One of my annual indulgences this time of year is to eat pomegranate seeds. Pomegranates show up in the grocery store around the beginning of November, and a huge display of them is there until mid-December sometime, I guess. Maybe later than that. Here is the mythology behind the pomegranate, with which I am well acquainted because of my affiliation with Chi Omega.

They’re somewhat labor-intensive to prepare, because you have to stand over the sink and peel the seeds out of the membranes and into a bowl. And then when you eat them, you don’t chew — you crush them against the roof of your mouth and then swallow the seeds whole.

I remember the first time I saw someone preparing a pomegranate. It was my junior year in college, and there was a strange girl from Long Island living on my hall. Sororities at Duke are not — or weren’t at the time — residential, so Greeks and independents all lived together. I always liked that, because we didn’t live “in a vacuum,” so to speak — there were all kinds of people sharing the dorms with us, rather than just living and eating and socializing with the same people all the time.

Anyway, this girl: she was also in a sorority, but not the same one as me. I remember that she took forty-minute showers, lived in a “single” (without a roommate), and was constantly studying for the MCAT even though she was just a sophomore and wouldn’t take it for at least another year. She was very reclusive. But one night, she stood over the bathroom sink and carefully peeled the membranes of this strange-looking fruit, presumably to go back to her room and probably pick at the seeds all night while studying the ATP cycle or something. She was always nice to me, though. She couldn’t understand why I wasn’t as career-driven as she was (admittedly, I was an oddity at the school I chose), but she still talked to me when we were both in there at the same time.

So I asked her about it, and she gave me a few seeds to taste. They’re like liquid Sweet Tarts with little chewable seeds in the middle. Very good, but very strong. And the acids in the juice are pretty strong, too. Good for you, apparently. And somewhere in the last few days, probably in Cooking Light, I read that pomegranates are high in fiber.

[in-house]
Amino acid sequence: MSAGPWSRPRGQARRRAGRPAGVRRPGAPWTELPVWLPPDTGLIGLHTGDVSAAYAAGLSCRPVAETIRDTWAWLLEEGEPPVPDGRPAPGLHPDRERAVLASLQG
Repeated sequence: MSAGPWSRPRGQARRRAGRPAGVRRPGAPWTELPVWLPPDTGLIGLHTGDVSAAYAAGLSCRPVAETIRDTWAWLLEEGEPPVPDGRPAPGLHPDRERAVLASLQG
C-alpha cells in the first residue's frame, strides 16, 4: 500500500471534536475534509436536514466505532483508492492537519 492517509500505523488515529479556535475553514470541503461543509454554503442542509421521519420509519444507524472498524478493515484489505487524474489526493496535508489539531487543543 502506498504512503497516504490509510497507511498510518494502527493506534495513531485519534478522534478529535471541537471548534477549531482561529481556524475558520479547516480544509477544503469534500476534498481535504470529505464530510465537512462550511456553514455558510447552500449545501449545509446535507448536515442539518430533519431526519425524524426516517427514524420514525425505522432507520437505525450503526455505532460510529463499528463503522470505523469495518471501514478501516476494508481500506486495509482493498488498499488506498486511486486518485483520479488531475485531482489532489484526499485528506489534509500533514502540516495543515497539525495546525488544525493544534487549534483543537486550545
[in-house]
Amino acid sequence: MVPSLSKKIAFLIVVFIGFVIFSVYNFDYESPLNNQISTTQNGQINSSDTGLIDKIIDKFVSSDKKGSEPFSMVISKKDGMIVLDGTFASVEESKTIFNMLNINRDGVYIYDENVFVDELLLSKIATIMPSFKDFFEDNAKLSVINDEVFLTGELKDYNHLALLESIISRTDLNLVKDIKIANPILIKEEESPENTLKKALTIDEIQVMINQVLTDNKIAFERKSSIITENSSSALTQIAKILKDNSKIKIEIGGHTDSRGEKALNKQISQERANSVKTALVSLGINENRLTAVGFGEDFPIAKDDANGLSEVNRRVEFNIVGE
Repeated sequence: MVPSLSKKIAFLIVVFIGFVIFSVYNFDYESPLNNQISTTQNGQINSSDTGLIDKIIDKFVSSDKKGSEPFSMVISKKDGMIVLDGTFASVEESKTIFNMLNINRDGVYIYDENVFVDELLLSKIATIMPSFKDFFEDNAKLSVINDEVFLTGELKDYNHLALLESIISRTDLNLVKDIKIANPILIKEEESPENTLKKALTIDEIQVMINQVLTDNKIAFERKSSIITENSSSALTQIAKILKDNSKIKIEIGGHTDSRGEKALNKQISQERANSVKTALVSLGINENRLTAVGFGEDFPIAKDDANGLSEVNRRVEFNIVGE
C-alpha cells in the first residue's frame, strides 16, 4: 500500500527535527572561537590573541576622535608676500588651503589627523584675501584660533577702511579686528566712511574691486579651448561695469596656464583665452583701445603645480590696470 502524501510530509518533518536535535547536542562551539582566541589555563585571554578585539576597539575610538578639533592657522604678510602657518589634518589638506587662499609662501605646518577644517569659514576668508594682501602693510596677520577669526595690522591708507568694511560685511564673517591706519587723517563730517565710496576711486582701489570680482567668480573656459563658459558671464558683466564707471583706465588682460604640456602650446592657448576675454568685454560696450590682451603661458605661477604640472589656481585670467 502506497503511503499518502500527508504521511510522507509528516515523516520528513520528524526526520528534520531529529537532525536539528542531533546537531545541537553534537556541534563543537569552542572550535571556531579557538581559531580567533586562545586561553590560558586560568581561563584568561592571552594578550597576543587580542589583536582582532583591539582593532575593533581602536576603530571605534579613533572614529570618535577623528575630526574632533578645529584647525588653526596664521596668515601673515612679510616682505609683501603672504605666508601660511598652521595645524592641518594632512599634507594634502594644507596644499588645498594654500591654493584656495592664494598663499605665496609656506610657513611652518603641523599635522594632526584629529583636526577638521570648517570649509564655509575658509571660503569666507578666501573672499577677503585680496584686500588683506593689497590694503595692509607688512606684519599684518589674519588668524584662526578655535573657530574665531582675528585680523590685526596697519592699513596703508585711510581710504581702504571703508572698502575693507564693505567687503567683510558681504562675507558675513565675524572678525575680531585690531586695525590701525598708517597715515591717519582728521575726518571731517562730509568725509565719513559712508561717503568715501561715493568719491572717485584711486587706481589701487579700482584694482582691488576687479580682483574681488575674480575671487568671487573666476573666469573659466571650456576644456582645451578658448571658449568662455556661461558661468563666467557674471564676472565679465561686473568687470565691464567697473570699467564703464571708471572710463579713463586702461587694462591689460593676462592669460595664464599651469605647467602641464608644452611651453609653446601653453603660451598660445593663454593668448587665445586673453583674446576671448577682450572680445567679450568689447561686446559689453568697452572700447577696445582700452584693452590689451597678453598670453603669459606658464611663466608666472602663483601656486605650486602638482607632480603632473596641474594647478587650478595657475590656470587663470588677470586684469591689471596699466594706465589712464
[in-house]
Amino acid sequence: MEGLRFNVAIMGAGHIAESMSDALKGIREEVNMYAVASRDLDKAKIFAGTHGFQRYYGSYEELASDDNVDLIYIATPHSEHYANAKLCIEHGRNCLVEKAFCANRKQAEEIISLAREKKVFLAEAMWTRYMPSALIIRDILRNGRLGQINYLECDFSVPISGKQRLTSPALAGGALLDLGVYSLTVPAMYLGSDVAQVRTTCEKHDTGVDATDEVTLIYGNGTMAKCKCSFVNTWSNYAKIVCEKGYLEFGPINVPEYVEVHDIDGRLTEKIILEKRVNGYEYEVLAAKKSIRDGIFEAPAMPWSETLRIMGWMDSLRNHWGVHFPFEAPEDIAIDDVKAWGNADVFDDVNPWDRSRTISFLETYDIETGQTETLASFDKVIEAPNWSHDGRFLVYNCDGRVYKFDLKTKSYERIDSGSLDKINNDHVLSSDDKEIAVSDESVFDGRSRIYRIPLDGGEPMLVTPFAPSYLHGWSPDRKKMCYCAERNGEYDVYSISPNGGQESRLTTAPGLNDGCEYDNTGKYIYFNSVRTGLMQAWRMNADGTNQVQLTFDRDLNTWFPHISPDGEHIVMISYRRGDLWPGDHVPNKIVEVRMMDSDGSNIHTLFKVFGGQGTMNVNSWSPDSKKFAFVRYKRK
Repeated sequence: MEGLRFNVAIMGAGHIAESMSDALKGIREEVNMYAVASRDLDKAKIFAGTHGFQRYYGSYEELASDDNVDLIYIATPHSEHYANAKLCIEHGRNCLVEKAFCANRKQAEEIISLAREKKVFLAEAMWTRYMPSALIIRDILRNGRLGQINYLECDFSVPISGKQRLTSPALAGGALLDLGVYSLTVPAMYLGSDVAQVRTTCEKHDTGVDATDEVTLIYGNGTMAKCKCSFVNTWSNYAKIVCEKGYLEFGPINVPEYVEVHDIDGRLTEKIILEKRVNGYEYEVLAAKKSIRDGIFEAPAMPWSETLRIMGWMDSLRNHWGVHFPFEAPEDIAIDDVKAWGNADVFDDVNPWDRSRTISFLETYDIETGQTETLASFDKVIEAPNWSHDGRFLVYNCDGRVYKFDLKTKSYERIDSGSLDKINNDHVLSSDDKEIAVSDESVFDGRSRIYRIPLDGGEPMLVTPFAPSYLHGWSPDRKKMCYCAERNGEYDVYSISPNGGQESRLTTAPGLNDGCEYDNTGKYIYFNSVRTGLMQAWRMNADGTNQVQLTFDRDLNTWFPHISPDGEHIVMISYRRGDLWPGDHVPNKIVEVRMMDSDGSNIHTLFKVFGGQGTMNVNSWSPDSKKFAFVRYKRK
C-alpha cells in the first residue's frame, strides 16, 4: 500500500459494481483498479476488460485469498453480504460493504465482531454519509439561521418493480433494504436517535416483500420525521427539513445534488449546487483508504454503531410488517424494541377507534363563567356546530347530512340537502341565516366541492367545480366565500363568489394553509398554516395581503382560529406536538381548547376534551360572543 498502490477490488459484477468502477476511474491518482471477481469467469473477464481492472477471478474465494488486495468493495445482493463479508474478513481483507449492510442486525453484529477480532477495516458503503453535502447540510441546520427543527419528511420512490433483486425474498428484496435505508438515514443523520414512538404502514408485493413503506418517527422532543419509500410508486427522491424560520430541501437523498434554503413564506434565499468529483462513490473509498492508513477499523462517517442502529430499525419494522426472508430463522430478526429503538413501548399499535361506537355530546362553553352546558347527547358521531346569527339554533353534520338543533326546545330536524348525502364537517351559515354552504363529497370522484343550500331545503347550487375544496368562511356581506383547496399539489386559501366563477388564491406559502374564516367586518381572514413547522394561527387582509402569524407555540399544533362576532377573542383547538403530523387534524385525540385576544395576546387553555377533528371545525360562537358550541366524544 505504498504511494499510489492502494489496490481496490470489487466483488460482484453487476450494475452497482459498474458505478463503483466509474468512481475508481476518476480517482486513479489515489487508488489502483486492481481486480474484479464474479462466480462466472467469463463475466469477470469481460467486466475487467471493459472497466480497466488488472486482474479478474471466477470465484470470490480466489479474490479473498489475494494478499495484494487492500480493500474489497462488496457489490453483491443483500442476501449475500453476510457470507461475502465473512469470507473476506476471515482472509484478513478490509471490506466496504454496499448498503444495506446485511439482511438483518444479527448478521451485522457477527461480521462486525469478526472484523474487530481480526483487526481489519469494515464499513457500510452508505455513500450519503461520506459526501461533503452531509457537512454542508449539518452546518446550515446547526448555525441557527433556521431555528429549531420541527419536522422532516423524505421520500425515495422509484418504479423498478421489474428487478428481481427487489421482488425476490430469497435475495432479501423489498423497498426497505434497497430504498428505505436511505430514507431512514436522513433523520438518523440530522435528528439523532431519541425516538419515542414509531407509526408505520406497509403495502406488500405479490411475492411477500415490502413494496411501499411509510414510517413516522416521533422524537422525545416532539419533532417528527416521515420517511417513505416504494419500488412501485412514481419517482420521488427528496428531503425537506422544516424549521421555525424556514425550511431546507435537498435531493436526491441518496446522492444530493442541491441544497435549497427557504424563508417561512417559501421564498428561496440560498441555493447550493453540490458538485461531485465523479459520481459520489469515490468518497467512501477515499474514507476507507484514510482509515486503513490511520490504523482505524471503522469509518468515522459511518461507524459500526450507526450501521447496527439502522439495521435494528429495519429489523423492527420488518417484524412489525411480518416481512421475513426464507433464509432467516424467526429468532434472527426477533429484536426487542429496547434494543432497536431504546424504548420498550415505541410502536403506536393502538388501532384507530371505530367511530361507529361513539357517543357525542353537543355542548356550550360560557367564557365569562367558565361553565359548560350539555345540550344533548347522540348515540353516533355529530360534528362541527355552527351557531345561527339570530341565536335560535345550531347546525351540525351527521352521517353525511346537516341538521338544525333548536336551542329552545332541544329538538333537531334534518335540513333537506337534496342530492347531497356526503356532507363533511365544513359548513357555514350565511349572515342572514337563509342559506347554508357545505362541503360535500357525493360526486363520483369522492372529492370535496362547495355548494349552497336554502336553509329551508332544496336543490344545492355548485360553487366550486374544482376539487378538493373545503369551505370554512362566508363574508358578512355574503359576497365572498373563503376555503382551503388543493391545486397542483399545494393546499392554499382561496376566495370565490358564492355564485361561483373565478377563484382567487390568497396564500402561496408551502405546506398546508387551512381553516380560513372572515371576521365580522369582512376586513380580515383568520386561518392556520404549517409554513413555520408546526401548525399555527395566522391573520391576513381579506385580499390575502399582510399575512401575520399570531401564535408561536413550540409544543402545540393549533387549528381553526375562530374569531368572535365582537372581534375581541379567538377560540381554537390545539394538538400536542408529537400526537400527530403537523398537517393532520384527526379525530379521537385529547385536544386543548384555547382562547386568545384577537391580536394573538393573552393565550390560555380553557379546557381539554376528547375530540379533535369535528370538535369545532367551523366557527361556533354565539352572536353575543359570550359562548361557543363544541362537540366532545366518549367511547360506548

I need fiber. Lots and lots of fiber.

So today, since I was NOT wearing white or anything light-colored (pomegranate juice STAINS…. BADLY), I decided to have one of my pomegranates. Yum. They’re always a special part of my year.

And they always make me think of my ChiO sisters. Love you, ladies! 🙂

5 thoughts on “Pomegranate”

  1. I love Trader Joe’s pure Blueberry and Pomegranate juice mix…it is SO yummy. My old Landlord’s had a Pomegranate tree, and I got to pick as many as I wanted. A delicious, high maintanence fruit.

  2. Elyse wanted to buy a pomegranate this morning at Kroger! But since I have absolutely no idea what to do with one, we didn’t. You’ll have to teach me.

  3. I love pomegranates. Detest the juice.

    We had a pomegranate tree when I was little. I was FORBIDDEN from touching the fruit. At least my mom said it was because it would stain my clothes, not that they were poisonous or some such thing to make sure I didn’t touch…..

    Need to get me a pomegranate…. saw ’em in the store the other day.

  4. I looooove pomegranates. I’ve always eaten them one seed at a time as I work through the fruit though. I bet it would be less messy if I were to fully un-seed the fruit first. Never occurred to me, that…

  5. Oprah makes what she claims is the ultimate martini.. and it contains pom juice. I’m dying to try it. She actually puts some of the seeds in the bottom of the martini glasses.

    Pom juice is a brand name, by the way, and available at most Kroger and Publix stores.

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